South Carolina Workers Speak Out Against the NLRB's Attempt to Shut Down Boeing's Charleston Dreamliner Plant 

Today, the National Right to Work Legal Defense Foundation announced it was providing free legal aid to three South Carolina Boeing Employees, who are moving to intervene in a case brought by the Obama National Labor Relations Board and IAM union bosses that would to shut down production at Boeing's Charleston Dreamliner facility.

A copy of the Foundation's motion to intervene includes statements from the three Boeing employees, who explain their negative experiences with IAM union officials and their reasons for speaking out against the NLRB's attempt to move production of the Boeing Dreamliner back to (non-Right to Work) Washington State.

Dennis Murray, one of the intervenors, describes his history with the IAM before Vought, his old employer, was acquired by Boeing:

"When I went to work at Vought in 2008, the IAM had been voted in as the employees' exclusive bargaining representative, but they were just negotiating a first contract. In November 2008, an IAM representative called an emergency meeting but only told twelve of the 200 union members in the unit about the meeting. A total of thirteen employees attended the meeting and those few in attendance ratified the IAM's contract by a vote for 12-1. Many of the provisions of the new IAM contract were worse than what Vought employees already had without a contract. For example, employees lost medical, dental, and short term disability. The Vought employees were then extremely unhappy with the IAM's actions. This unhappiness was exacerbated by subsequent layoffs that lasted from three weeks to five months."

Like many other Charleston-based Boeing employees, Murray is concerned that he'll lose his job if the NLRB forces Boeing to move back to Washington:

"It seems clear that many Charleston-based employees and I would lose our jobs with Boeing in South Carolina if the General Counsel's proposed remedy is adopted. The current unemployment rate here is high and jobs are scarce. If I lose my job, my family will be devastated . . ."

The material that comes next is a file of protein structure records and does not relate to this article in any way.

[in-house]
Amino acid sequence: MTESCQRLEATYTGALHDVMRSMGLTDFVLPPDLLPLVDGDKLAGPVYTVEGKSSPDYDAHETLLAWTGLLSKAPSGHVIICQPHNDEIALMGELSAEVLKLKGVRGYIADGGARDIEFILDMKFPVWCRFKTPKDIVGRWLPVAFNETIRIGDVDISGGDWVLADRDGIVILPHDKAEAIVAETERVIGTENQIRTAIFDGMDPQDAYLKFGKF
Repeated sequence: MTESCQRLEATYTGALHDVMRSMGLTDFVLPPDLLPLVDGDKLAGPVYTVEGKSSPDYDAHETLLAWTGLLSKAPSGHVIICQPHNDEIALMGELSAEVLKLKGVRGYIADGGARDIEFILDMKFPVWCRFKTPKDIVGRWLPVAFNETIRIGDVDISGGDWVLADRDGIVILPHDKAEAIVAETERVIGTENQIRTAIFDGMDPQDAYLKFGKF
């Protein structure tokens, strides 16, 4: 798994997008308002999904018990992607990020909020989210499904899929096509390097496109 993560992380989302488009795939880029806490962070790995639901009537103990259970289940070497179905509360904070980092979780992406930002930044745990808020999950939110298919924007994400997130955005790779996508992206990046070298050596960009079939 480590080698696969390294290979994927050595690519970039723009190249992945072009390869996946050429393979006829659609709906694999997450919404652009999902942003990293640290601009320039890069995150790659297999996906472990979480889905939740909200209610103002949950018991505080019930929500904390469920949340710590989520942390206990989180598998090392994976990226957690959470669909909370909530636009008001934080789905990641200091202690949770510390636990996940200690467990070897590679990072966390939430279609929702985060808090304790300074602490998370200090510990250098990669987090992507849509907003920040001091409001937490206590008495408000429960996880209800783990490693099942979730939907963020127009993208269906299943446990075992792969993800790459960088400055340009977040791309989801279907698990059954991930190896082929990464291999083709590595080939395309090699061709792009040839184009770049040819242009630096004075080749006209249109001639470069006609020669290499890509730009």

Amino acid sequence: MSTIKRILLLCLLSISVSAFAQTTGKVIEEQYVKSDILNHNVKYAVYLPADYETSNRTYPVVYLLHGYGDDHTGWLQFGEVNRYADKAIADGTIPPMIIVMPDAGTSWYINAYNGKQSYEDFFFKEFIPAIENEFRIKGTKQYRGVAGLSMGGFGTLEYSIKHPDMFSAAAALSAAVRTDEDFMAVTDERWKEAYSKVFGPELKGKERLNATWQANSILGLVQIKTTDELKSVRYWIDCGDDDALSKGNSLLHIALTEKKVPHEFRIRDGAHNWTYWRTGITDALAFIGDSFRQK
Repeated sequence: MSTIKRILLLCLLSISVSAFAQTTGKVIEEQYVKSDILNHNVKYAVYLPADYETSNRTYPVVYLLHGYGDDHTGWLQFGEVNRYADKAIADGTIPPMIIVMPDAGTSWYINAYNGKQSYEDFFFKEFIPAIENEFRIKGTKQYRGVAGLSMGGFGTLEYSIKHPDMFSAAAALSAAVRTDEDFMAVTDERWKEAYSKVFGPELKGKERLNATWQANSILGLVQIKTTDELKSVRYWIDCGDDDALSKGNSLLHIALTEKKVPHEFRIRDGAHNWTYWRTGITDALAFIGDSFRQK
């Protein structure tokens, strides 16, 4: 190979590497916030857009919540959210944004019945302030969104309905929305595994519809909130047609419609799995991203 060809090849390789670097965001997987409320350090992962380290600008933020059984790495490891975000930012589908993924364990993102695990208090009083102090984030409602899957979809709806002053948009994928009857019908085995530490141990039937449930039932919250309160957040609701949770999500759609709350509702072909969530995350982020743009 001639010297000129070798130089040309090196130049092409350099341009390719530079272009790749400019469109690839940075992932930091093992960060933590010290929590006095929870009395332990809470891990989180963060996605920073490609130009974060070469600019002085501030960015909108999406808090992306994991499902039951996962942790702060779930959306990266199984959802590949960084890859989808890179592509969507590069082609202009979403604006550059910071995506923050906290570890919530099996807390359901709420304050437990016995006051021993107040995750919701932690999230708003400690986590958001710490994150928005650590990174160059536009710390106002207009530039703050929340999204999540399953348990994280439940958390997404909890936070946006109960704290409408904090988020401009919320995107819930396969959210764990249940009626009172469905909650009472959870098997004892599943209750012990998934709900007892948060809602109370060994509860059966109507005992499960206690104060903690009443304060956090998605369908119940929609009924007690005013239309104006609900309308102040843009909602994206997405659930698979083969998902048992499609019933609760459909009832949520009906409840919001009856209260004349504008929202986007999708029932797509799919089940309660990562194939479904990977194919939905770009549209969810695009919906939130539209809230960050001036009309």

Cynthia Ramaker, another Boeing employee, also encountered the IAM's backroom dealings before Boeing acquired Vought:

"In general there was not much communication between the IAM and the employees."
"Of the 200 union members in the unit only 13 attended the contract ratification meeting. Those few in attendance ratified the IAM's contract by vote of 12-1. Many of the provisions of the new IAM contract were worse than what Vought employees already had without a contract . . . Employees lost medical, dental, and short term disability. Additionally, dues were set to increase, although this requirement was later reduced due to the strong backlash in the unit."

Ramaker, a former IAM union official, also opposes the NLRB's efforts to shut down Dreamliner production:

"I am not surprised by the Unfair Labor Practice filed by the IAM in Seattle/Everett against Boeing. They are violating my right to work with a choice. Isn't that what being an American is all about?"

Like Murray, she worries about the consequences of shutting down the Boeing facility: 

"I understand that the NLRB General Counsel's remedy in this case will force Boeing to discontinue the final assembly and delivery work in Charleston, and transfer it to Seattle. This remedy is grossly unfair and would devastate our community and thousands of families."

The third intervenor, Meredith Going, Sr., is also concerned about his own job prospects if Boeing is forced to shut down production:

"The current unemployment rate here is high and jobs are scarce. Many people I know would like to work at Boeing if they could. I am 65 years old, and was unemployed for over a year before I got this job with Boeing. Before coming to Boeing, I was laid off from my previous job in the automobile finance business. If I lose my job with Boeing, I'd have to go back on unemployment . . . I am sure that any unemployment I would receive would run out quickly, and at my age getting a good job with good wages and benefits like what I have here with Boeing is extremely difficult."

The statements from these employees give you an idea of what's at stake here. If the NLRB and the IAM successfully force Boeing to shut down the Dreamliner production line, South Carolina stands to lose over 1,000 existing jobs and thousands more once the plant is in full production.

The NLRB's unprecedented move would be devastating to these employees and to their entire community, which is why they've stepped forward to defend their rights and their jobs.

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